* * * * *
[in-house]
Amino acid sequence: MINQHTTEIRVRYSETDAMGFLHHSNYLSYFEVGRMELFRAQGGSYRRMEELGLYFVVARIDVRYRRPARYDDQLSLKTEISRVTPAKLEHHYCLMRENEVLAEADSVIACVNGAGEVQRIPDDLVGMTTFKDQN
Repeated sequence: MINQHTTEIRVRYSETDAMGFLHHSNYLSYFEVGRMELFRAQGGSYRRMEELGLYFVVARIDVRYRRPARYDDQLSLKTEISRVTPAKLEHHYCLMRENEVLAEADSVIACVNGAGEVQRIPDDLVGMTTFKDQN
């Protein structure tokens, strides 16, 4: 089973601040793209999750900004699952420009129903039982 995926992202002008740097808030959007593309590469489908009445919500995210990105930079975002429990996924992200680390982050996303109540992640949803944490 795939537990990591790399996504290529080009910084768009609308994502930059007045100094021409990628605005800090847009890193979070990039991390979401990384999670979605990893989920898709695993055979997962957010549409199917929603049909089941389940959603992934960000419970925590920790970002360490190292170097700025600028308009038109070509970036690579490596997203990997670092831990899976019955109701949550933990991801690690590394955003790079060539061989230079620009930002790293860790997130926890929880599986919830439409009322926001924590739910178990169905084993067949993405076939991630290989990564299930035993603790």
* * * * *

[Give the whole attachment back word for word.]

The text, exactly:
[in-house]
Amino acid sequence: MINQHTTEIRVRYSETDAMGFLHHSNYLSYFEVGRMELFRAQGGSYRRMEELGLYFVVARIDVRYRRPARYDDQLSLKTEISRVTPAKLEHHYCLMRENEVLAEADSVIACVNGAGEVQRIPDDLVGMTTFKDQN
Repeated sequence: MINQHTTEIRVRYSETDAMGFLHHSNYLSYFEVGRMELFRAQGGSYRRMEELGLYFVVARIDVRYRRPARYDDQLSLKTEISRVTPAKLEHHYCLMRENEVLAEADSVIACVNGAGEVQRIPDDLVGMTTFKDQN
């Protein structure tokens, strides 16, 4: 089973601040793209999750900004699952420009129903039982 995926992202002008740097808030959007593309590469489908009445919500995210990105930079975002429990996924992200680390982050996303109540992640949803944490 795939537990990591790399996504290529080009910084768009609308994502930059007045100094021409990628605005800090847009890193979070990039991390979401990384999670979605990893989920898709695993055979997962957010549409199917929603049909089941389940959603992934960000419970925590920790970002360490190292170097700025600028308009038109070509970036690579490596997203990997670092831990899976019955109701949550933990991801690690590394955003790079060539061989230079620009930002790293860790997130926890929880599986919830439409009322926001924590739910178990169905084993067949993405076939991630290989990564299930035993603790």